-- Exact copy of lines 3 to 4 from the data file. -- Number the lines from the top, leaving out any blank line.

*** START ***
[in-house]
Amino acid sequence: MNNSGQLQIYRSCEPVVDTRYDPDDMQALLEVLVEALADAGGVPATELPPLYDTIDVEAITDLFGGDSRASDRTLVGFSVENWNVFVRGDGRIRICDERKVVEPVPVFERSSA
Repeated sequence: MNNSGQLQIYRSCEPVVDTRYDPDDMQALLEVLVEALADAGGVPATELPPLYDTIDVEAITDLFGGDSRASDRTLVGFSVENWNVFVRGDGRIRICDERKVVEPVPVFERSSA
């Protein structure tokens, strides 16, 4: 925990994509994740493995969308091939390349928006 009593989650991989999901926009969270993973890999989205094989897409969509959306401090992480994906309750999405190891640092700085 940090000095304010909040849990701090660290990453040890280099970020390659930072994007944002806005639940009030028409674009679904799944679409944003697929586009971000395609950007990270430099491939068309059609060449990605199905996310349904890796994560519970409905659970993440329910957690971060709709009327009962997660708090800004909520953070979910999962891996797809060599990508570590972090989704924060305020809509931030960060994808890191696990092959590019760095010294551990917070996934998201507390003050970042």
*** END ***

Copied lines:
Repeated sequence: MNNSGQLQIYRSCEPVVDTRYDPDDMQALLEVLVEALADAGGVPATELPPLYDTIDVEAITDLFGGDSRASDRTLVGFSVENWNVFVRGDGRIRICDERKVVEPVPVFERSSA
């Protein structure tokens, strides 16, 4: 925990994509994740493995969308091939390349928006 009593989650991989999901926009969270993973890999989205094989897409969509959306401090992480994906309750999405190891640092700085 940090000095304010909040849990701090660290990453040890280099970020390659930072994007944002806005639940009030028409674009679904799944679409944003697929586009971000395609950007990270430099491939068309059609060449990605199905996310349904890796994560519970409905659970993440329910957690971060709709009327009962997660708090800004909520953070979910999962891996797809060599990508570590972090989704924060305020809509931030960060994808890191696990092959590019760095010294551990917070996934998201507390003050970042």